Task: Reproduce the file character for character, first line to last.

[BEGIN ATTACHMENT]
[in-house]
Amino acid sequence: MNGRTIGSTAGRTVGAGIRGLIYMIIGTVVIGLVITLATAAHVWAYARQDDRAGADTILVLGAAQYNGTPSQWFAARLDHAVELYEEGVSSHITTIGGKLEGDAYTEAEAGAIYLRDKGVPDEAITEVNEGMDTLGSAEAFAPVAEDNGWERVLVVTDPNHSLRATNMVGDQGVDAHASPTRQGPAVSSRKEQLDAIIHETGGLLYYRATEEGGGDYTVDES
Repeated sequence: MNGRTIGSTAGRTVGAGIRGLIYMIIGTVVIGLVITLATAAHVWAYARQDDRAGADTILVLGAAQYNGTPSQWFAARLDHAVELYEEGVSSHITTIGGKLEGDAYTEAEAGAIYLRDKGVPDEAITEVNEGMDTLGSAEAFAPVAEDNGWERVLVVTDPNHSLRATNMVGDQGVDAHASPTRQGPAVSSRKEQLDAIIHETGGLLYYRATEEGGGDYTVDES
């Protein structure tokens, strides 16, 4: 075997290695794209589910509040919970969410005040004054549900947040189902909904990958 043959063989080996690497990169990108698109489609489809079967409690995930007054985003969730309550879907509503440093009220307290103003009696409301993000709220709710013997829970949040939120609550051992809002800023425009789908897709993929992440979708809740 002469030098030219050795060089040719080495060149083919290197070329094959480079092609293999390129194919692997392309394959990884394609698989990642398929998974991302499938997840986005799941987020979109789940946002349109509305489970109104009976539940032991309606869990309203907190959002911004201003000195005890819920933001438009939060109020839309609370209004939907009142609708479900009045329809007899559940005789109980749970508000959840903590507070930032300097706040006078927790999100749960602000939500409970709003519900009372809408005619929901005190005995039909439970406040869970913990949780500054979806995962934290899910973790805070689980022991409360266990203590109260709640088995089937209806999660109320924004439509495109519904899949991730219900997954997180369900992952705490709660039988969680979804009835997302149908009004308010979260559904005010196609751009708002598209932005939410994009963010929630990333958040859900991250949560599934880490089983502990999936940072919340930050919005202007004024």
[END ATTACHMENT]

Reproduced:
[in-house]
Amino acid sequence: MNGRTIGSTAGRTVGAGIRGLIYMIIGTVVIGLVITLATAAHVWAYARQDDRAGADTILVLGAAQYNGTPSQWFAARLDHAVELYEEGVSSHITTIGGKLEGDAYTEAEAGAIYLRDKGVPDEAITEVNEGMDTLGSAEAFAPVAEDNGWERVLVVTDPNHSLRATNMVGDQGVDAHASPTRQGPAVSSRKEQLDAIIHETGGLLYYRATEEGGGDYTVDES
Repeated sequence: MNGRTIGSTAGRTVGAGIRGLIYMIIGTVVIGLVITLATAAHVWAYARQDDRAGADTILVLGAAQYNGTPSQWFAARLDHAVELYEEGVSSHITTIGGKLEGDAYTEAEAGAIYLRDKGVPDEAITEVNEGMDTLGSAEAFAPVAEDNGWERVLVVTDPNHSLRATNMVGDQGVDAHASPTRQGPAVSSRKEQLDAIIHETGGLLYYRATEEGGGDYTVDES
């Protein structure tokens, strides 16, 4: 075997290695794209589910509040919970969410005040004054549900947040189902909904990958 043959063989080996690497990169990108698109489609489809079967409690995930007054985003969730309550879907509503440093009220307290103003009696409301993000709220709710013997829970949040939120609550051992809002800023425009789908897709993929992440979708809740 002469030098030219050795060089040719080495060149083919290197070329094959480079092609293999390129194919692997392309394959990884394609698989990642398929998974991302499938997840986005799941987020979109789940946002349109509305489970109104009976539940032991309606869990309203907190959002911004201003000195005890819920933001438009939060109020839309609370209004939907009142609708479900009045329809007899559940005789109980749970508000959840903590507070930032300097706040006078927790999100749960602000939500409970709003519900009372809408005619929901005190005995039909439970406040869970913990949780500054979806995962934290899910973790805070689980022991409360266990203590109260709640088995089937209806999660109320924004439509495109519904899949991730219900997954997180369900992952705490709660039988969680979804009835997302149908009004308010979260559904005010196609751009708002598209932005939410994009963010929630990333958040859900991250949560599934880490089983502990999936940072919340930050919005202007004024």